Liberal Democrats on Harrogate Borough Council have called on the Conservative leadership to reinstate a wage supplement for the authority’s lowest-paid workers.
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Earlier this year, the council decided not to increase its minimum pay to the Living Wage Foundation’s recommended figure of £8.75 per hour – known as the real living wage, in order to save £13,000.
Instead, the council pays a minimum of £8.50 per hour to its lowest-paid workers, which includes cleaners, gardeners and staff at the Turkish baths.
The £8.50 figure was agreed nationally between the Local Government Association and unions.
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On Wednesday (3rd) Liberal Democrat councillors Pat Marsh and Chris Aldred will table a motion at Harrogate’s full council meeting calling on the council to make up the difference in the shortfall. This has previously been known as the “Harrogate Supplement”.
The motion reads: “[We propose] that this Council reverses the decision not to give, the Harrogate Supplement, for one year only, to the 80 qualifying low paid Harrogate Borough Council employees, at a cost of £13k.
“By reinstating the Harrogate Supplement this council would show these Members of Staff that they are valued as important members of the team.”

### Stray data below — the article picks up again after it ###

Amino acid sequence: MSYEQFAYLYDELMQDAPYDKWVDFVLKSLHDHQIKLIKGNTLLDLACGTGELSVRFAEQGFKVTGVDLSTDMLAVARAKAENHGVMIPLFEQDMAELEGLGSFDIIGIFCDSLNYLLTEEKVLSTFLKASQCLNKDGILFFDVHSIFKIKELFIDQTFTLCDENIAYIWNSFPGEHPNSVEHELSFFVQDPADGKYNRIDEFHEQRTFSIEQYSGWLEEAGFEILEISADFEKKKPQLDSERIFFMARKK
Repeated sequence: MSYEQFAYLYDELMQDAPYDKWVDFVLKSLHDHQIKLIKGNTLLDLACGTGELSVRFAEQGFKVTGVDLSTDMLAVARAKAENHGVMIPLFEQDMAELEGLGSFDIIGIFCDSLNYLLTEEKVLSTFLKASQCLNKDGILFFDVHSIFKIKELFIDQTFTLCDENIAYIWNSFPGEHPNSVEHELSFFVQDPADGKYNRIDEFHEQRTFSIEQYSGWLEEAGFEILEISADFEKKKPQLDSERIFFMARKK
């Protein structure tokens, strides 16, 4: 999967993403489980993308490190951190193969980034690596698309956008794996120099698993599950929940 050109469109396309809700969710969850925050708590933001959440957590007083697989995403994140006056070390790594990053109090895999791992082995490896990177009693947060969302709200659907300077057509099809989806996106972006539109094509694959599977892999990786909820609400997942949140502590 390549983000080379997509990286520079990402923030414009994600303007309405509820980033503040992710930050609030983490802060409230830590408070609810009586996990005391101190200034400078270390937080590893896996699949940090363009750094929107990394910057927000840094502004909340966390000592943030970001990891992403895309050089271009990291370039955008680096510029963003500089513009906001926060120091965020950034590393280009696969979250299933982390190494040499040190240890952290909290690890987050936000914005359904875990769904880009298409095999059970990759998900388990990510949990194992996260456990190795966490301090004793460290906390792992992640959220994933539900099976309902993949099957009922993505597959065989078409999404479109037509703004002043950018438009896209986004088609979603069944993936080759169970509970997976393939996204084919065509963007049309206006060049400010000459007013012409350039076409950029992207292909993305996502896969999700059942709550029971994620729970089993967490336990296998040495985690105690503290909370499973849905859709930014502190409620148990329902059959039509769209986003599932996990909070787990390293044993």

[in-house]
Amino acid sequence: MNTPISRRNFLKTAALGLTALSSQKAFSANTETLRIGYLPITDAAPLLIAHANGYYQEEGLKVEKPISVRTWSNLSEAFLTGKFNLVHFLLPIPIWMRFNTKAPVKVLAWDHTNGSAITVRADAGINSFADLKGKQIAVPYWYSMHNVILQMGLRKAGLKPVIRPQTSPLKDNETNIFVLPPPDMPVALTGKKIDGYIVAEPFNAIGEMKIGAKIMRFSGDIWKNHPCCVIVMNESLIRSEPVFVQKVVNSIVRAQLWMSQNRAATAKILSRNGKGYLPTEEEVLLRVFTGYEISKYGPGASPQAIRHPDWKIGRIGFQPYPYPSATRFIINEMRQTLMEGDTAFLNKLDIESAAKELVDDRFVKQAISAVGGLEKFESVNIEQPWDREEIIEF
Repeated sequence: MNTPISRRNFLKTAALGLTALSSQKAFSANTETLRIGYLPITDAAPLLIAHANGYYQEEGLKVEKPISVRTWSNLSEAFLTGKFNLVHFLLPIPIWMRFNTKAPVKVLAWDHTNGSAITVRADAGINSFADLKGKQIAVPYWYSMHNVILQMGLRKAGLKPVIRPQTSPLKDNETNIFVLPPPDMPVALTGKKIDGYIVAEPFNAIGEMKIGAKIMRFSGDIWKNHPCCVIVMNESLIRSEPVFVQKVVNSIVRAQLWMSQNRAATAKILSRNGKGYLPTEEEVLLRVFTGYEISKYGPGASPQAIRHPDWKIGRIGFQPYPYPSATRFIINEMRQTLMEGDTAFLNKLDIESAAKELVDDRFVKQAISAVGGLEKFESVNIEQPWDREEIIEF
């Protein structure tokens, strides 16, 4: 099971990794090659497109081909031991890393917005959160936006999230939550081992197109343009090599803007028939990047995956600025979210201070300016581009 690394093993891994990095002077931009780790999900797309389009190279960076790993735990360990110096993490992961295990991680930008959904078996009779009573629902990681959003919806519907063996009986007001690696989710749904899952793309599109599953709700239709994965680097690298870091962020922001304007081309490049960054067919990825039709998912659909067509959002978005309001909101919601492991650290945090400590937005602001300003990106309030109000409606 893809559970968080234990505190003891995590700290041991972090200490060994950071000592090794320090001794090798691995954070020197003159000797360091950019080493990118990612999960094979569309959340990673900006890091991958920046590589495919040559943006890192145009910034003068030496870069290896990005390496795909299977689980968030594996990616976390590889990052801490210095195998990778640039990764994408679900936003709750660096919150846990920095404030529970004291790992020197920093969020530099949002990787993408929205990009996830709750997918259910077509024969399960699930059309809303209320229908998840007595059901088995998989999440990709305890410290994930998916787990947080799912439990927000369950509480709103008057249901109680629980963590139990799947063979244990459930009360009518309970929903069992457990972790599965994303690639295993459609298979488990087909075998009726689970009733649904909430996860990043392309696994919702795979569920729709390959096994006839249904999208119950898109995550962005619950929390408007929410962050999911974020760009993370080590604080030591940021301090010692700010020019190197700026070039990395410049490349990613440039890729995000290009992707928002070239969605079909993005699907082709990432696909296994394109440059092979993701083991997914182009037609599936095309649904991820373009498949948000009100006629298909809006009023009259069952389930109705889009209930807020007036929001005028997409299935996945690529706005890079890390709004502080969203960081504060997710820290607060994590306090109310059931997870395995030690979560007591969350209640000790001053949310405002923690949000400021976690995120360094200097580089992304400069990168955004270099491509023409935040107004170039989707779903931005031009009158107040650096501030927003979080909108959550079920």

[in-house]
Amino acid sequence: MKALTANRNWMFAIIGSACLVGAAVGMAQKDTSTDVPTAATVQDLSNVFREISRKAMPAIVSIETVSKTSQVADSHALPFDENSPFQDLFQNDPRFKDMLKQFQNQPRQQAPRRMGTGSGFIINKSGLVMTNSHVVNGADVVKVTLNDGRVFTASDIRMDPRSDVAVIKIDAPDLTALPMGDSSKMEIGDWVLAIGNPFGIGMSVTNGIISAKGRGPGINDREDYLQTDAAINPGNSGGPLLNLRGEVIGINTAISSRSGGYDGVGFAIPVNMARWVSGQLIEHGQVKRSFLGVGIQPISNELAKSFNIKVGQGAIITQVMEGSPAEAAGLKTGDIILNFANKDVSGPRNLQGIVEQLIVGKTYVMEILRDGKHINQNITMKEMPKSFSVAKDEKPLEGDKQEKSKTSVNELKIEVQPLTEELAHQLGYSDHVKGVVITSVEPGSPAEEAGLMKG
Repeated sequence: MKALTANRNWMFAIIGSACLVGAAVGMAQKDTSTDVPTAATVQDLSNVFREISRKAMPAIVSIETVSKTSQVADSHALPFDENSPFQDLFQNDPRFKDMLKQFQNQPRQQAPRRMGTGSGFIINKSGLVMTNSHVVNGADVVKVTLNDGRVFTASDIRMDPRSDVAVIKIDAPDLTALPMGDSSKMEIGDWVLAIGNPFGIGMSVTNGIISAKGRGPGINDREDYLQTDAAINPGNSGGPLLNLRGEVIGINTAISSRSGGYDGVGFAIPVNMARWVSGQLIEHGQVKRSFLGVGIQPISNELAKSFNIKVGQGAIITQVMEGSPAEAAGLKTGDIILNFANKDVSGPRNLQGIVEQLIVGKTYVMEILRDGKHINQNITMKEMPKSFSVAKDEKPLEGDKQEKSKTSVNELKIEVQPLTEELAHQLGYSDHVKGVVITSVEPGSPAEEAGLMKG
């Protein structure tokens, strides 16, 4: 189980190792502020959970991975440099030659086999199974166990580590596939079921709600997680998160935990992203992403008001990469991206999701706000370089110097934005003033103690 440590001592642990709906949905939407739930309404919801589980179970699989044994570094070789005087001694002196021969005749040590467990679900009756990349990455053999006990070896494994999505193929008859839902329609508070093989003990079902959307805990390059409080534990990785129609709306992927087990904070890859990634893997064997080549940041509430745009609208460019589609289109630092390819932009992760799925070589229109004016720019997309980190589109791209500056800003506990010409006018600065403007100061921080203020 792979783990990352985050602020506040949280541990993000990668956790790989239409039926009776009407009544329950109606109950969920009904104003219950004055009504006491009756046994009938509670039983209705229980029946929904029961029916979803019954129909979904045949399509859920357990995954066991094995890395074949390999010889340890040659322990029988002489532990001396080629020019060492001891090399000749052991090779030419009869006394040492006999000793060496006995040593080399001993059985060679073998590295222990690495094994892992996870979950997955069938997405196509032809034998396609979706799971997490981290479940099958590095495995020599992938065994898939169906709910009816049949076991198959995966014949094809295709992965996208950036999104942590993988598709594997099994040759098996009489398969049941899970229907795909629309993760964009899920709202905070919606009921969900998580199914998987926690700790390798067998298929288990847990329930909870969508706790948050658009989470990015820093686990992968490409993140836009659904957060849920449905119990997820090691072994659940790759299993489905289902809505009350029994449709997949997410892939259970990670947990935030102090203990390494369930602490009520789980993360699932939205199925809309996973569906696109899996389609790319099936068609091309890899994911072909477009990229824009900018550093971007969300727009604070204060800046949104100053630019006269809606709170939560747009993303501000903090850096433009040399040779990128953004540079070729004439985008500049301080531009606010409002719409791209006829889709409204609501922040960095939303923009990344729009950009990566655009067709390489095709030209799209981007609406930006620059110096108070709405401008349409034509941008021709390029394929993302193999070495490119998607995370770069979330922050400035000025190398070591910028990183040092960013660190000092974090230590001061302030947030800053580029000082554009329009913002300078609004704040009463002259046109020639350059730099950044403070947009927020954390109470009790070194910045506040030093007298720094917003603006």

Speaking in July when the payment decision was made, Cllr Tim Myatt, chairman of the Human Resources Committee said that the agreed pay rise “was in line with the national Local Government Association and union recommendations”.
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He added: “We had not budgeted for the [£13,000] increase this year.”
Cllr Aldred, said that it is no guarantee it will even be debated at Wednesday’s meeting but the Lib Dems want to keep the pressure on the Conservatives.
He said: “There are procedural rules which means it may not be debated this week but instead come up at the next meeting, which I think may be in early December.
“Our feeling is that it is such a low amount of money to give to the staff who are at the bottom of the wage scale that we don’t know why it hasn’t just been done already.
“Last year, Harrogate Council underspent by £1.8million but does not want to give £13,000 to its workers. I called them meanies when the decision was taken and I stand by that.”
UNISON, which represents a number of the council’s workers, claims that that the £13,000 to increase wages to £8.75 would likely to be a one-off payment as next year the real living wage and the Local Government pay award would both be set at around £9 per hour.
Neighbouring Scarborough Borough Council voted this year to increase the pay of its staff to the real living wage following a proposal from the authority’s opposition Labour group.
The real living wage is higher than the National Living Wage, which stands at £7.83 per hour and is set by the Government.
The real living wage is voluntary and worked out on what employees and their families “need to live”.
Almost two-thirds of local authorities now pay the real living wage.